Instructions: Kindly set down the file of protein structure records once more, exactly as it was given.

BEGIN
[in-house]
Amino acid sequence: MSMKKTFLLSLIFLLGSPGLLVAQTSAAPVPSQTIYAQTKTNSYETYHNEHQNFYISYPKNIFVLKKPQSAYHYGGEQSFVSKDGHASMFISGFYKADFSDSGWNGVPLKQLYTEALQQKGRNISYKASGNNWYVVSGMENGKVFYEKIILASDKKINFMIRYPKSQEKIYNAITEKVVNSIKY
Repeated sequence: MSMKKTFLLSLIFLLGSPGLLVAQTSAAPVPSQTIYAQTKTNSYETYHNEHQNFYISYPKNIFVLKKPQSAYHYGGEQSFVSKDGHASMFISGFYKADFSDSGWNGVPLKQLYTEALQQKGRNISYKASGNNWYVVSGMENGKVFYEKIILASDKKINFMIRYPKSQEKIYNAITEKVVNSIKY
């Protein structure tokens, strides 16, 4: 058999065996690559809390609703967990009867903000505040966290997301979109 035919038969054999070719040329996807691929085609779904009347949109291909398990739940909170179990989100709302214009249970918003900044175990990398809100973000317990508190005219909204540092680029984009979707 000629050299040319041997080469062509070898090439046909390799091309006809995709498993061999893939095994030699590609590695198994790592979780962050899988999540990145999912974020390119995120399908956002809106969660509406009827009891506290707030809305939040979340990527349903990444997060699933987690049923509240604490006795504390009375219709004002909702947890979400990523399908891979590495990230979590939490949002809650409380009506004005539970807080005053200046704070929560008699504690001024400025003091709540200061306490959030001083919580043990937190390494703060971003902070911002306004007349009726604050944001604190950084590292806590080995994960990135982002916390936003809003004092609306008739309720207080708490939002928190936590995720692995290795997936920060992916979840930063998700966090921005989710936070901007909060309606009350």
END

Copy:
[in-house]
Amino acid sequence: MSMKKTFLLSLIFLLGSPGLLVAQTSAAPVPSQTIYAQTKTNSYETYHNEHQNFYISYPKNIFVLKKPQSAYHYGGEQSFVSKDGHASMFISGFYKADFSDSGWNGVPLKQLYTEALQQKGRNISYKASGNNWYVVSGMENGKVFYEKIILASDKKINFMIRYPKSQEKIYNAITEKVVNSIKY
Repeated sequence: MSMKKTFLLSLIFLLGSPGLLVAQTSAAPVPSQTIYAQTKTNSYETYHNEHQNFYISYPKNIFVLKKPQSAYHYGGEQSFVSKDGHASMFISGFYKADFSDSGWNGVPLKQLYTEALQQKGRNISYKASGNNWYVVSGMENGKVFYEKIILASDKKINFMIRYPKSQEKIYNAITEKVVNSIKY
């Protein structure tokens, strides 16, 4: 058999065996690559809390609703967990009867903000505040966290997301979109 035919038969054999070719040329996807691929085609779904009347949109291909398990739940909170179990989100709302214009249970918003900044175990990398809100973000317990508190005219909204540092680029984009979707 000629050299040319041997080469062509070898090439046909390799091309006809995709498993061999893939095994030699590609590695198994790592979780962050899988999540990145999912974020390119995120399908956002809106969660509406009827009891506290707030809305939040979340990527349903990444997060699933987690049923509240604490006795504390009375219709004002909702947890979400990523399908891979590495990230979590939490949002809650409380009506004005539970807080005053200046704070929560008699504690001024400025003091709540200061306490959030001083919580043990937190390494703060971003902070911002306004007349009726604050944001604190950084590292806590080995994960990135982002916390936003809003004092609306008739309720207080708490939002928190936590995720692995290795997936920060992916979840930063998700966090921005989710936070901007909060309606009350």